Modern Physics: Chapter 8 – Normalizing a Wavefunction

I discussed in the previous chapter you the probability of a particle being detected in the continous range (x_{0}, x_{1}) can be calculated from its wavefunction using,

  • \int_{x_{0}}^{x_{1}} \psi^{*} \psi dx

Now, assuming the particle actually exists, if we essentially look for it at every point in the entire universe we’re bound the detect it somewhere right? Hence the probability of finding the particle in the range (-\infty, \infty) should be 1. In other words,

  • \int_{-\infty}^{\infty} \psi^{*} \psi dx must equal 1.

So, what if we get a wavefunction, say. g(x) where \int_{-\infty}^{\infty} g^{*} g dx doesn’t equal 1 and equals some other number k instead? Then we can make the function’s probability equal 1 bu multiplying it with a constant A, such that the corrected wavefunction is:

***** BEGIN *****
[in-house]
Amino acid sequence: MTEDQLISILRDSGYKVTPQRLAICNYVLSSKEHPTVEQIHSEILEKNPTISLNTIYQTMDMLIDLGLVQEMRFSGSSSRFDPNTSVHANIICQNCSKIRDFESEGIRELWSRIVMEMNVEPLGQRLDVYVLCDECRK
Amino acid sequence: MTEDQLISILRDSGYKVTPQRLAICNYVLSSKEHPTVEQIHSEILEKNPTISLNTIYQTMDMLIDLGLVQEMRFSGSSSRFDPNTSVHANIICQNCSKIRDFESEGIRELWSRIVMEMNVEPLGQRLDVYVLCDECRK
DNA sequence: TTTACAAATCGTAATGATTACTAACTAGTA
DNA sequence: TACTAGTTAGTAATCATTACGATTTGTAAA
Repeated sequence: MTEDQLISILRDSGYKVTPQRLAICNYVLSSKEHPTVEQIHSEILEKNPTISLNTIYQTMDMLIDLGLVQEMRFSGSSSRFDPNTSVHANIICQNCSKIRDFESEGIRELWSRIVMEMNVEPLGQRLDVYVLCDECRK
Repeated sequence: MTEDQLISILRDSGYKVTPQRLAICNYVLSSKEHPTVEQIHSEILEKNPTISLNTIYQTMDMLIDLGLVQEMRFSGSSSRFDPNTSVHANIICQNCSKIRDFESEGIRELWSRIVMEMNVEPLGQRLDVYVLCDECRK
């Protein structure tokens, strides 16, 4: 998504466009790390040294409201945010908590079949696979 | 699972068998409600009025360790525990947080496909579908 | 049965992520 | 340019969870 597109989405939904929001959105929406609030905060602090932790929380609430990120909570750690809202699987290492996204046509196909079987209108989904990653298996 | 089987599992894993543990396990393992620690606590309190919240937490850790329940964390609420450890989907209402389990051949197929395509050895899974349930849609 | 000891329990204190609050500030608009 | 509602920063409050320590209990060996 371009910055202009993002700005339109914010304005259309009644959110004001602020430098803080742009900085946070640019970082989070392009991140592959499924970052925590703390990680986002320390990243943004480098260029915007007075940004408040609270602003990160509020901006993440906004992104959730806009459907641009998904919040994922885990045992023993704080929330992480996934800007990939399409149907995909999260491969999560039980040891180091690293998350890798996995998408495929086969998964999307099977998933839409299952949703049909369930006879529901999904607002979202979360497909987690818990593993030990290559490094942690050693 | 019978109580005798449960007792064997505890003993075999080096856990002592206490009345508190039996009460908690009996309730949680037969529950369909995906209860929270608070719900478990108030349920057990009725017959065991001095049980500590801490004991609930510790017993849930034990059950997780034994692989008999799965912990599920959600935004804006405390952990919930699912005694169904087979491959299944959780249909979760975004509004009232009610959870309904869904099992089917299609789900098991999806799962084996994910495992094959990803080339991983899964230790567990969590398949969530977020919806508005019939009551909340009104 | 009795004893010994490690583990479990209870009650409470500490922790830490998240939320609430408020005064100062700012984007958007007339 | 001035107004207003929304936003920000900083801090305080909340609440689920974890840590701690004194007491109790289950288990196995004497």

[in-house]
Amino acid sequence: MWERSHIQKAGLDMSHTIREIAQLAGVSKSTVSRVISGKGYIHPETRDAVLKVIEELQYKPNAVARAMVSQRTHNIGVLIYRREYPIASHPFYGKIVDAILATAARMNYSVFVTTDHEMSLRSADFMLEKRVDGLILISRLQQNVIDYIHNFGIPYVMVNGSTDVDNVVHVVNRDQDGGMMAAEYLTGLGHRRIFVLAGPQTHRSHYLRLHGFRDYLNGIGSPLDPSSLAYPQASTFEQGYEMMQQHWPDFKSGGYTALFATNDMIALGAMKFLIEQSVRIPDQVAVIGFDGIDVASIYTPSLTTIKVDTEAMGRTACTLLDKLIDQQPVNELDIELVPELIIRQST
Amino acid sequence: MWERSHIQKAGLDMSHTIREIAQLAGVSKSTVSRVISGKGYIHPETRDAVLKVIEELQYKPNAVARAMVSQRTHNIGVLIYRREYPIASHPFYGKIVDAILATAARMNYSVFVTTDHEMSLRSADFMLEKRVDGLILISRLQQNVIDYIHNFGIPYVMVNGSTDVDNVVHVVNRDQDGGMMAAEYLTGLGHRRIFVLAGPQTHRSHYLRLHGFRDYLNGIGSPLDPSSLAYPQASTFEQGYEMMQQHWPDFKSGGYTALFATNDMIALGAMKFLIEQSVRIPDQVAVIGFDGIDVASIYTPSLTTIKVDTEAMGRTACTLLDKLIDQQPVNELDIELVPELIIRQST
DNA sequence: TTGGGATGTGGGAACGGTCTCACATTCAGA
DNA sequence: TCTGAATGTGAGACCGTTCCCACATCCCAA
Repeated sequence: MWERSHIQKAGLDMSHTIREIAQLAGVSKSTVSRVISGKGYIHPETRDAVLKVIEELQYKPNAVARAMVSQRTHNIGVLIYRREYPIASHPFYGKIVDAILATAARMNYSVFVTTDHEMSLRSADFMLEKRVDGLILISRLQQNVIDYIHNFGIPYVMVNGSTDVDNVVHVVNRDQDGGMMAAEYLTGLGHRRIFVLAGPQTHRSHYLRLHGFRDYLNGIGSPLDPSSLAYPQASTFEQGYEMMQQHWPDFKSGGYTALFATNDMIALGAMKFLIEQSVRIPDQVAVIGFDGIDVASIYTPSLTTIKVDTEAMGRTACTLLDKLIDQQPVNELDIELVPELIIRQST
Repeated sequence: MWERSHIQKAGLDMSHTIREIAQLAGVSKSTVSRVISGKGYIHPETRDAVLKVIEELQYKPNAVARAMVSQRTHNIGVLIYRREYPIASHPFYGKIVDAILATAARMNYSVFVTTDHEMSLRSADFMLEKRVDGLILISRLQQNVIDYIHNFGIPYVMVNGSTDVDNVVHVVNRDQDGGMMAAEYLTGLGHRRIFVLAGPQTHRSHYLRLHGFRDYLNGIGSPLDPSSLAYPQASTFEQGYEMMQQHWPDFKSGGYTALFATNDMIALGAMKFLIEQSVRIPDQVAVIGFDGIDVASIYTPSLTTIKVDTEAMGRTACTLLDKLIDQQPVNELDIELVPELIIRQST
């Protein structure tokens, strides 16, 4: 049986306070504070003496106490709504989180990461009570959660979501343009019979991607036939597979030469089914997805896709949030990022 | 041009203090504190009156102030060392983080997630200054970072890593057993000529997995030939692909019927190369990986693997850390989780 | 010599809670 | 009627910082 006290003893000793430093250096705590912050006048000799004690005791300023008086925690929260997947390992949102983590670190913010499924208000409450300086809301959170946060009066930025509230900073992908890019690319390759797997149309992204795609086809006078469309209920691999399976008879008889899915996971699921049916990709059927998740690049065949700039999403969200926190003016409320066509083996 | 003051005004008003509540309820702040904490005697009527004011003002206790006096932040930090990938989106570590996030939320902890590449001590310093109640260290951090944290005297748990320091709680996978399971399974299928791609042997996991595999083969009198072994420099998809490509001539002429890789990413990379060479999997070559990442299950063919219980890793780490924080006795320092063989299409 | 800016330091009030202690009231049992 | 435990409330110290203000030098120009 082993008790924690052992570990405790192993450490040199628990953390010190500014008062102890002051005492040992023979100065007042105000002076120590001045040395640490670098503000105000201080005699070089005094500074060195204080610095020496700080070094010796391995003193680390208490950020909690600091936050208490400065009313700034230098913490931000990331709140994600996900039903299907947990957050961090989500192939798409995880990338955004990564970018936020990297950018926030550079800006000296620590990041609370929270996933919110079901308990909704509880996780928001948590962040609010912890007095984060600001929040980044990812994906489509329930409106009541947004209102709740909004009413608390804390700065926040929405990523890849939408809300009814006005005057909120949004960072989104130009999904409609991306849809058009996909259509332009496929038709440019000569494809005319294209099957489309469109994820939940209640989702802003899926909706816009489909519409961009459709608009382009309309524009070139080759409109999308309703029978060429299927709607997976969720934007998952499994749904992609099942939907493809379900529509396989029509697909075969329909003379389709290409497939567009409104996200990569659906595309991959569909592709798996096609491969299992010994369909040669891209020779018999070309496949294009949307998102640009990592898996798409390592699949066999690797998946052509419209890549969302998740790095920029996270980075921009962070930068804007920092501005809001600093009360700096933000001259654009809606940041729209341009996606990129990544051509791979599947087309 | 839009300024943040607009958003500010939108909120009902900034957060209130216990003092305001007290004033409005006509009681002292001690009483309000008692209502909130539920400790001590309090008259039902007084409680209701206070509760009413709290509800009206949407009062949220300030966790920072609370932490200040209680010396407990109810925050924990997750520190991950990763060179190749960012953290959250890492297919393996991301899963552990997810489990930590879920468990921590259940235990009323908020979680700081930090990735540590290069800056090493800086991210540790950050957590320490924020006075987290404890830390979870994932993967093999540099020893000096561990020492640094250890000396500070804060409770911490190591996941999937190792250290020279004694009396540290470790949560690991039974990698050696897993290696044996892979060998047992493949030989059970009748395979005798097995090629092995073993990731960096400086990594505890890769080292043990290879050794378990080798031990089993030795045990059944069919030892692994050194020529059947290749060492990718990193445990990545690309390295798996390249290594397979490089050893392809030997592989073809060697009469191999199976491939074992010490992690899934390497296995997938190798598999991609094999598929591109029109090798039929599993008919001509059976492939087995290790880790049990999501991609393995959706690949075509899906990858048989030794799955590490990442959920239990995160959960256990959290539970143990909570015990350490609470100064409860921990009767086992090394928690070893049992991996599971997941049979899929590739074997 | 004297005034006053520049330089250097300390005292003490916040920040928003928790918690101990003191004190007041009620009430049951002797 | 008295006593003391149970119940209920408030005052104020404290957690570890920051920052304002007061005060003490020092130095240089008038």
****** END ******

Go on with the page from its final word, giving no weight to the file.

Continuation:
• \psi(x) = A \times g(x)

This process is called normalizing the wavefunction. But how do we figure out what the value of A is? Notice that now that \psi(x) = A \times g(x),

  • \int_{-\infty}^{\infty} \psi^{*} \psi dx
  • \Rightarrow \int_{-\infty}^{\infty} |A|^2 g^{*}(x) g(x) dx
  • \Rightarrow |A|^2 \int_{-\infty}^{\infty} g^{*}(x) g(x) dx

Now we already know that \int_{-\infty}^{\infty} g^{*} g dx = k, so the above expression simplifies to:

  • \Rightarrow |A|^2 \int_{-\infty}^{\infty} g^{*}(x) g(x) dx \Rightarrow |A|^2 \times k

Now to ensure \int_{-\infty}^{\infty} \psi^{*} \psi dx = 1, we need a value for A such that

  • |A|^2 \times k = 1  so
  • |A|^2 = \frac{1}{k}
  • \Rightarrow |A| = \frac{1}{\sqrt{k}}
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